3 Inspiring Reasons Gen-Z is Choosing to Study Astronautics

College students across the nation are disproportionately choosing to study astronautics. It is our own doing. It is a search for meaning and purpose. It is a good thing.

3 Inspiring Reasons Gen-Z is Choosing to Study Astronautics
[Credit: Max Polyakov]

College students across the nation are disproportionately choosing to study astronautics.

It is a consequence of our own making. It is a longing to explore and leave our own mark. It is a search for meaning, purpose, and benefit to society. I see it in the eyes of our undergraduate and graduate students. This is a good thing.

Why are more and more students studying astronautics, and why is it good?

A Lego Generation

We've been pushing STEM - Science, Technology, Engineering, and Mathematics - on school children for decades.

Lego (yes, that's the plural) have been placed into small, eager hands for over 50 years. Lego continue to entrance children (and adults!) despite easy accessibility to hypnotizing screens. Lego, additionally, is the anthem of 15 years of STEM education impressed upon Generation Z.

I've you've been or had a kid over the past 15 years, you've seen many options like this [Credit: Lego STEM activities for kids]

In many ways Lego is a poster-child STEM education tool.

"There are all sorts of things embodied in the Lego brick - geometry and mathematics and truth and proportion and shape and colour... It is a faintly spiritual activity that everybody connects with." (James May)


"You enrich people with creative resources, and over time, these Lego bricks that end up in their heads eventually build this enormous, incredible castle." (Maria Popova )

While Lego isn't clinically proven to push our youth into astronautics it does seem to predispose them for STEM careers.

Astronautics - an engineering discipline that includes technology and systems that enable spaceflight and space habitation - is perhaps a natural outlet. An outlet that excites our deepest selves.

Something that calls to us...

The Sea - It Calls Me

Carl Sagan once said that 'we have always been explorers.'

There is a foundational element of humanity that lives - thrives - by exploring and settling new places. The film Moana (one of my favorite movies to watch with my own kids) epitomizes this primordial instinct. Its origins are deep within us and have resulted in humans of all stripes spreading to every habitable nook and cranny on this Earth.

[Credit: Disney's Moana]
"This zest to explore and exploit, however thoughtless its agents may have been, has clear survival value. It is not restricted to any one nation or ethnic group. It is an endowment that all members of the human species hold in common." (Carl Sagan, Pale Blue Dot)

In our age the Earth is explored and the seas are circumnavigated for entertainment. We look for new seas to sail. The restless spirits and adventurers among us pine for aspirational, productive, and meaningful lives.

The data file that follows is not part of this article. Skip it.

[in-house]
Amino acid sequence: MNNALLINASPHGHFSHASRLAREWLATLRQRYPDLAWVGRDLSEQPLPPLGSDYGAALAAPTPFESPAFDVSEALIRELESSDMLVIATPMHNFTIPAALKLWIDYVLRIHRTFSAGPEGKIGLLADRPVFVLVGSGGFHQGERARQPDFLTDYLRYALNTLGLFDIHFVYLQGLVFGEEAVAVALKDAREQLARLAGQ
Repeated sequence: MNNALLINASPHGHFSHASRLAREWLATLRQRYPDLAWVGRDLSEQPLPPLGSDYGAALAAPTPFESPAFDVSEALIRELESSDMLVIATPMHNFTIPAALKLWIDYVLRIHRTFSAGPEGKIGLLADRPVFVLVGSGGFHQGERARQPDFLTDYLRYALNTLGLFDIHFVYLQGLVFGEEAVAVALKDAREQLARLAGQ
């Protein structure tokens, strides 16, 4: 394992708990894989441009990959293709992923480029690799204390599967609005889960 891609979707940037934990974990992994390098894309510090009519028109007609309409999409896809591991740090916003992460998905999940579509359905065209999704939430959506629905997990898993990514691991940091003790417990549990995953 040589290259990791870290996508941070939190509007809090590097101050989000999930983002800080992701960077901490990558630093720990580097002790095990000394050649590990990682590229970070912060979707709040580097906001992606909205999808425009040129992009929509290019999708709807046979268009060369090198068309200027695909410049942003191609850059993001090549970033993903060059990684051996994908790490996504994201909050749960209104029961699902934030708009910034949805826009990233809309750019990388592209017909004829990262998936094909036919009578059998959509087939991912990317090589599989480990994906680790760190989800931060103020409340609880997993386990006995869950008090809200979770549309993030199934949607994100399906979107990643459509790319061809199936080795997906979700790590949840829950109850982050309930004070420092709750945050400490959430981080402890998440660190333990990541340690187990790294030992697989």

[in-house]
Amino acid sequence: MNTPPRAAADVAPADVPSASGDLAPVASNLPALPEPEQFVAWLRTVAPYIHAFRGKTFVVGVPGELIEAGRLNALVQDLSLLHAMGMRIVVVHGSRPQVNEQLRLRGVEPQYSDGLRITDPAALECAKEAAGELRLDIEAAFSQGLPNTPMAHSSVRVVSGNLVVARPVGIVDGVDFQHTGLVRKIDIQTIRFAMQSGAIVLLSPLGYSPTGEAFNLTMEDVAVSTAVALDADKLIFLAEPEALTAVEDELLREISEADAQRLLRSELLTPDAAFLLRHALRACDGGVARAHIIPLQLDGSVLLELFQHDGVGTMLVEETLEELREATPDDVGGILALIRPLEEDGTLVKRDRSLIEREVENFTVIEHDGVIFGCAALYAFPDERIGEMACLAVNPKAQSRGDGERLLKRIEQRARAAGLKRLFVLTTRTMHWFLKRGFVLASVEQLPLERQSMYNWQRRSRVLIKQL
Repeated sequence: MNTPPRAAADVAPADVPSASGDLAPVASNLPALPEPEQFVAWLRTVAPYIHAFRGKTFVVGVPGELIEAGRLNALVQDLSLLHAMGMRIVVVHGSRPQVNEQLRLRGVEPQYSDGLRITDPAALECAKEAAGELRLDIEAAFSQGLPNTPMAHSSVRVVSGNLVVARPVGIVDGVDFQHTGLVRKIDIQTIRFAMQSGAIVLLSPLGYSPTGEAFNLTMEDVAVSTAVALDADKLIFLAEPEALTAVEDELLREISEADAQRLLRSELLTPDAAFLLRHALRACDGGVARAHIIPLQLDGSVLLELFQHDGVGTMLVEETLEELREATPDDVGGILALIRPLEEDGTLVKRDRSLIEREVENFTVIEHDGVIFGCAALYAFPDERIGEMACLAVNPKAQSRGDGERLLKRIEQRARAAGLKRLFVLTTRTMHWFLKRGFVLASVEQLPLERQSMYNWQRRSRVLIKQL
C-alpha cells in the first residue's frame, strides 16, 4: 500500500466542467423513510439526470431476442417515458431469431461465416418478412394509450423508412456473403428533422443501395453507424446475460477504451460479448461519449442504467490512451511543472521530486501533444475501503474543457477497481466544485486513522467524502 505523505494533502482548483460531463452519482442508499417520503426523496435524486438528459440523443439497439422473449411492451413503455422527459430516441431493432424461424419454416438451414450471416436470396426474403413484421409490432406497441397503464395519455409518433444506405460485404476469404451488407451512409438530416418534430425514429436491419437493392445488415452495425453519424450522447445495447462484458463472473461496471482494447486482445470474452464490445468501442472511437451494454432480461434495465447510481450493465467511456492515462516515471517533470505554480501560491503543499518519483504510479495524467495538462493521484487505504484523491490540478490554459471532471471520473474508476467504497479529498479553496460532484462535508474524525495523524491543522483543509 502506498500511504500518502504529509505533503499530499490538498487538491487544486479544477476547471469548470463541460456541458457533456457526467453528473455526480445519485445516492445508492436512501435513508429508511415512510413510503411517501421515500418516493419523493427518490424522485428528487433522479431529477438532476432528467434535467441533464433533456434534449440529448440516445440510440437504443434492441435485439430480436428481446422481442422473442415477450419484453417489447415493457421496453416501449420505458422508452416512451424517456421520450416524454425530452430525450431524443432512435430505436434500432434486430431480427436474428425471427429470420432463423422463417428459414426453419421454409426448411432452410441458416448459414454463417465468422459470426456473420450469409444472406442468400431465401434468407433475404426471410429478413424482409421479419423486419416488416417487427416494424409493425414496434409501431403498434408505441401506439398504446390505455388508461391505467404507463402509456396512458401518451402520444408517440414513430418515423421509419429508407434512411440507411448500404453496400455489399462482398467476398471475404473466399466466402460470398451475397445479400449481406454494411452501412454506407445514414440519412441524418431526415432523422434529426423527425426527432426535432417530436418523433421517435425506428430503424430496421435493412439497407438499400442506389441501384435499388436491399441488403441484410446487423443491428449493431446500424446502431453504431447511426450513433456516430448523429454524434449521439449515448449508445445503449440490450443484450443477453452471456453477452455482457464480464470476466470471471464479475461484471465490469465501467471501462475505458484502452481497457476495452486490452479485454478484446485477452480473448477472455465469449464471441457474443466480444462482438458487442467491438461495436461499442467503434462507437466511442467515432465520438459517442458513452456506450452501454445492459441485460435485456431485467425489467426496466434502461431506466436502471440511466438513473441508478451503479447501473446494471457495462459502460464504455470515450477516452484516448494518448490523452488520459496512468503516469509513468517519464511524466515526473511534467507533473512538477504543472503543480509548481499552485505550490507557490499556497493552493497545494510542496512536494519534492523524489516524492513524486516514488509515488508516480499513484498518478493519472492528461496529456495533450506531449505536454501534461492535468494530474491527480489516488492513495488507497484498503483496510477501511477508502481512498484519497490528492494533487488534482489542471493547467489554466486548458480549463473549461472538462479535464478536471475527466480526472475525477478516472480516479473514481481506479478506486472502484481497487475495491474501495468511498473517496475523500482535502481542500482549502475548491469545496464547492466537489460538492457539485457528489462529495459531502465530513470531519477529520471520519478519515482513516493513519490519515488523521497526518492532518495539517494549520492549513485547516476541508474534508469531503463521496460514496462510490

"For my part I know nothing with any certainty but the sight of the stars makes me dream." (Vincent Van Gogh)
“It isn’t that life ashore is distasteful to me. But life at sea is better.” (Sir Francis Drake)

As a demographic Generation Z ambitions are stymied. They are simultaneously told to pursue their dreams and to be realistic. Is this possible? What life pursuits exist where realism and dreams touch? Many hope that a career in astronautics can resolve this paradox.

I think they're right.

The Pursuit of Meaning and the Promise of Purpose

The first launches from SpaceX publicized astronautics better than any NASA outreach program. Aerospace programs across the nation have been flooded with new applicants over the past decade.

Intuitively we understand that the difficulty of achievement is directly linked to our resulting satisfaction. In the pursuit of happiness (life-long satisfaction) what difficult achievement can possibly warrant the expenditure of one's life effort? Something big.

Something like space exploration and settlement.

Carl Sagan continues:

"Where are the dreams that motivate and inspire? We long for realistic maps of a world we can be proud to give to our children. Where are the cartographers of human purpose? Where are the visions of hopeful futures, of technology as a tool for human betterment and not a gun on hair trigger pointed at our heads?" (pg. 69, Pale Blue Dot)

Seneca understood this in general, though not how it would manifest.

Non est ad astra mollis e terris via" - "There is no easy way from the earth to the stars” (Seneca)
“Per aspera ad astra, Papa,' I whispered. Through hardship to the stars.” (Ruta Sepetys, Salt to the Sea)

I believe the pursuit of satisfaction is worthwhile. I believe that meaningful endeavors that benefit humanity bring me satisfaction. Expansion of humanity across the solar system is a goal of epic proportions and good. At least, that is why I chose to study astronautics. I think many Generation Z students are choosing it for the same reason.

Cliche, but like so many cliches, for a reason [Credit: AZ Quotes]

Astronautics is but one path. It challenges our faculties. It is the foundation of space exploration and settlement. Most importantly it can meet our all-to-human need for purpose and meaning.

“If you want to build a ship, don’t drum up people to collect wood and don’t assign them tasks and work, but rather teach them to long for the endless immensity of the sea.” (Antoine de Saint-Exupery)

I think our efforts have worked. Let's join or help Generation Z in this great endeavor. If we can't join or help, we should at least get out of the way.

After all, aren't we all on the adventure of human history together?

"We are all in the same boat, in a stormy sea, and we owe each other a terrible loyalty.” (Gilbert K. Chesterton)

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A Ship in a Stormy Sea [Credit: Jean Baptiste Henri Durand-Brager (1814–1879)]